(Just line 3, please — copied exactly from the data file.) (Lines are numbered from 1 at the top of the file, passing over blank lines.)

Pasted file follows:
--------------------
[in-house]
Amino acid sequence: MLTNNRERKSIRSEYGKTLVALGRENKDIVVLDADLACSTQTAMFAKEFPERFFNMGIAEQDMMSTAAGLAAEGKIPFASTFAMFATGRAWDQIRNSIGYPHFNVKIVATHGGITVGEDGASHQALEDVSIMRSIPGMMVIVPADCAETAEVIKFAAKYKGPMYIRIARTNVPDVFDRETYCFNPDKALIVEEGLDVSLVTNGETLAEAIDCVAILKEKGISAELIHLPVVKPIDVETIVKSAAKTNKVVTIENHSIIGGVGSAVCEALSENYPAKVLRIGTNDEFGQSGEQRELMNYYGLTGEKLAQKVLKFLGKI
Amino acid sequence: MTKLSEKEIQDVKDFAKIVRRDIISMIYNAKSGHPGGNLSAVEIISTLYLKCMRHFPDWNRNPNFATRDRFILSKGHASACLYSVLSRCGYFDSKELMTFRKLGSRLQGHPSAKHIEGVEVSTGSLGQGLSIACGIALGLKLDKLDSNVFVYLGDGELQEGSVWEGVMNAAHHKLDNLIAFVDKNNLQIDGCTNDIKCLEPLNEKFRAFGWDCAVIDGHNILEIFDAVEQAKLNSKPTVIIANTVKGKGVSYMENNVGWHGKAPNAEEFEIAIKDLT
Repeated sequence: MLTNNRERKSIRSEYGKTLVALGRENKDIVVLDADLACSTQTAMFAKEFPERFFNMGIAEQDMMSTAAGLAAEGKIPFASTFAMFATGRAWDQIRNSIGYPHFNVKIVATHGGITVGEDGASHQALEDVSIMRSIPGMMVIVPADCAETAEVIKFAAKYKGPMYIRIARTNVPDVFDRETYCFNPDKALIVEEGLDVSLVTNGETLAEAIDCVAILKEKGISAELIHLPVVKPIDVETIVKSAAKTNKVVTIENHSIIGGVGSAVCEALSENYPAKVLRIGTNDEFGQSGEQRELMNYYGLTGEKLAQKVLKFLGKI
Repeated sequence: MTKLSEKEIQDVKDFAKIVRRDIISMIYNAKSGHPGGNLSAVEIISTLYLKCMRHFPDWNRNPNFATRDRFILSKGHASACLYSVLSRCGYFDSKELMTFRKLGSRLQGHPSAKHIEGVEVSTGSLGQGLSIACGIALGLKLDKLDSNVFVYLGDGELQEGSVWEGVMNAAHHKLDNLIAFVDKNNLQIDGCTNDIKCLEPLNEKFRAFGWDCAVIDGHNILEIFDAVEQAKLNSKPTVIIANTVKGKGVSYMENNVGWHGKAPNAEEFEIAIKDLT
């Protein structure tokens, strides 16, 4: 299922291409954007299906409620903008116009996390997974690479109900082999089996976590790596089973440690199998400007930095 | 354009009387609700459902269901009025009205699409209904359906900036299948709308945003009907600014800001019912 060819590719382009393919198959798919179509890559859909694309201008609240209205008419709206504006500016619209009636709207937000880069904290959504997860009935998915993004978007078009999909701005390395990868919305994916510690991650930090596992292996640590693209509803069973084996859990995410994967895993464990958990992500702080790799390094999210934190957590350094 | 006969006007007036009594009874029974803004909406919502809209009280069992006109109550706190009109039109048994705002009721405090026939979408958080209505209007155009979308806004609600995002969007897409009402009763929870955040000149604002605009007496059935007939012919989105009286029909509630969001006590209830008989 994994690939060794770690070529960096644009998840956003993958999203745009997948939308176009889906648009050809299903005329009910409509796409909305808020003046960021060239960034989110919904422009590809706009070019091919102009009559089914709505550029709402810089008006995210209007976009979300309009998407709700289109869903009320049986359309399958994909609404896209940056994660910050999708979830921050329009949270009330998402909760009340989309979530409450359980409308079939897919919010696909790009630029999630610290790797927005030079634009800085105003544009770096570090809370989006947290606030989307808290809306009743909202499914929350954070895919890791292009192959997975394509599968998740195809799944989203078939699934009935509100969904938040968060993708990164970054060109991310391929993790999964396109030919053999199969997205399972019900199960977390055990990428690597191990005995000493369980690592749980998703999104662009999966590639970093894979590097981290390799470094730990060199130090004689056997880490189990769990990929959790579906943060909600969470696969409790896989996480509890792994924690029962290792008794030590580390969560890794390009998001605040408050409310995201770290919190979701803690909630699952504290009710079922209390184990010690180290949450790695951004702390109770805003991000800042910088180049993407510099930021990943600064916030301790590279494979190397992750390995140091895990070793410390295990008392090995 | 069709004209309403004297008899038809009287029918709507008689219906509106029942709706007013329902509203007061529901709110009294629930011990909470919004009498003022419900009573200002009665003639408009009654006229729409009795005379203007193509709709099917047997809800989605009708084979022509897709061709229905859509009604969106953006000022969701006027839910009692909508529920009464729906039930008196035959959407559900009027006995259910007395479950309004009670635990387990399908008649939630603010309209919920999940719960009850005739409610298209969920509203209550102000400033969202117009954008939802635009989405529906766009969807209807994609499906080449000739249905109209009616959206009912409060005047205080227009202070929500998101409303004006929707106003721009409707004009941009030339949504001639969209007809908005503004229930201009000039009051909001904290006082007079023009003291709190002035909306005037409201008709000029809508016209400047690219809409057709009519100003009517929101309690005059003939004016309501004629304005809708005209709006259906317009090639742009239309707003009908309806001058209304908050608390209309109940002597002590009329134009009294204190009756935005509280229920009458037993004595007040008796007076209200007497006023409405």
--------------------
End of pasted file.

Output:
Amino acid sequence: MTKLSEKEIQDVKDFAKIVRRDIISMIYNAKSGHPGGNLSAVEIISTLYLKCMRHFPDWNRNPNFATRDRFILSKGHASACLYSVLSRCGYFDSKELMTFRKLGSRLQGHPSAKHIEGVEVSTGSLGQGLSIACGIALGLKLDKLDSNVFVYLGDGELQEGSVWEGVMNAAHHKLDNLIAFVDKNNLQIDGCTNDIKCLEPLNEKFRAFGWDCAVIDGHNILEIFDAVEQAKLNSKPTVIIANTVKGKGVSYMENNVGWHGKAPNAEEFEIAIKDLT